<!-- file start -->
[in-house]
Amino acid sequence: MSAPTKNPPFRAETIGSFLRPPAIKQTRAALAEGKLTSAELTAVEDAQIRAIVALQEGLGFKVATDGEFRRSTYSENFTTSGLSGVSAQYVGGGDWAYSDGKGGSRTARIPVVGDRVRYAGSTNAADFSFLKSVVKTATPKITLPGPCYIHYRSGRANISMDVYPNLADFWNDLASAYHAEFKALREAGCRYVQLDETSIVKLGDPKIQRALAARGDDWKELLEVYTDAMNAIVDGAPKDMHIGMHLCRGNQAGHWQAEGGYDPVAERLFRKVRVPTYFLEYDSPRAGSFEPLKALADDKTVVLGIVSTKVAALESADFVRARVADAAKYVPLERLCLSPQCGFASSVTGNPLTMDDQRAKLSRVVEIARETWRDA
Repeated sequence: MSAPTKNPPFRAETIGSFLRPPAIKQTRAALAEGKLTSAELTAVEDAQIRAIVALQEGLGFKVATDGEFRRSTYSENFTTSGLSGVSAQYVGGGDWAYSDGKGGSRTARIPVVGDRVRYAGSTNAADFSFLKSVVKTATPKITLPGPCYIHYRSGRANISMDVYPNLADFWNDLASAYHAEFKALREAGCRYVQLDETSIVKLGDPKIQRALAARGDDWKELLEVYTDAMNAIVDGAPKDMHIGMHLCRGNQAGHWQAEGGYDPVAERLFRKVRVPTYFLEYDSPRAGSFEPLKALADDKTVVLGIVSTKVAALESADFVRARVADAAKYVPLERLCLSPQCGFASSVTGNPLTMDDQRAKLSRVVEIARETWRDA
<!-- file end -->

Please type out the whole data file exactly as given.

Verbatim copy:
[in-house]
Amino acid sequence: MSAPTKNPPFRAETIGSFLRPPAIKQTRAALAEGKLTSAELTAVEDAQIRAIVALQEGLGFKVATDGEFRRSTYSENFTTSGLSGVSAQYVGGGDWAYSDGKGGSRTARIPVVGDRVRYAGSTNAADFSFLKSVVKTATPKITLPGPCYIHYRSGRANISMDVYPNLADFWNDLASAYHAEFKALREAGCRYVQLDETSIVKLGDPKIQRALAARGDDWKELLEVYTDAMNAIVDGAPKDMHIGMHLCRGNQAGHWQAEGGYDPVAERLFRKVRVPTYFLEYDSPRAGSFEPLKALADDKTVVLGIVSTKVAALESADFVRARVADAAKYVPLERLCLSPQCGFASSVTGNPLTMDDQRAKLSRVVEIARETWRDA
Repeated sequence: MSAPTKNPPFRAETIGSFLRPPAIKQTRAALAEGKLTSAELTAVEDAQIRAIVALQEGLGFKVATDGEFRRSTYSENFTTSGLSGVSAQYVGGGDWAYSDGKGGSRTARIPVVGDRVRYAGSTNAADFSFLKSVVKTATPKITLPGPCYIHYRSGRANISMDVYPNLADFWNDLASAYHAEFKALREAGCRYVQLDETSIVKLGDPKIQRALAARGDDWKELLEVYTDAMNAIVDGAPKDMHIGMHLCRGNQAGHWQAEGGYDPVAERLFRKVRVPTYFLEYDSPRAGSFEPLKALADDKTVVLGIVSTKVAALESADFVRARVADAAKYVPLERLCLSPQCGFASSVTGNPLTMDDQRAKLSRVVEIARETWRDA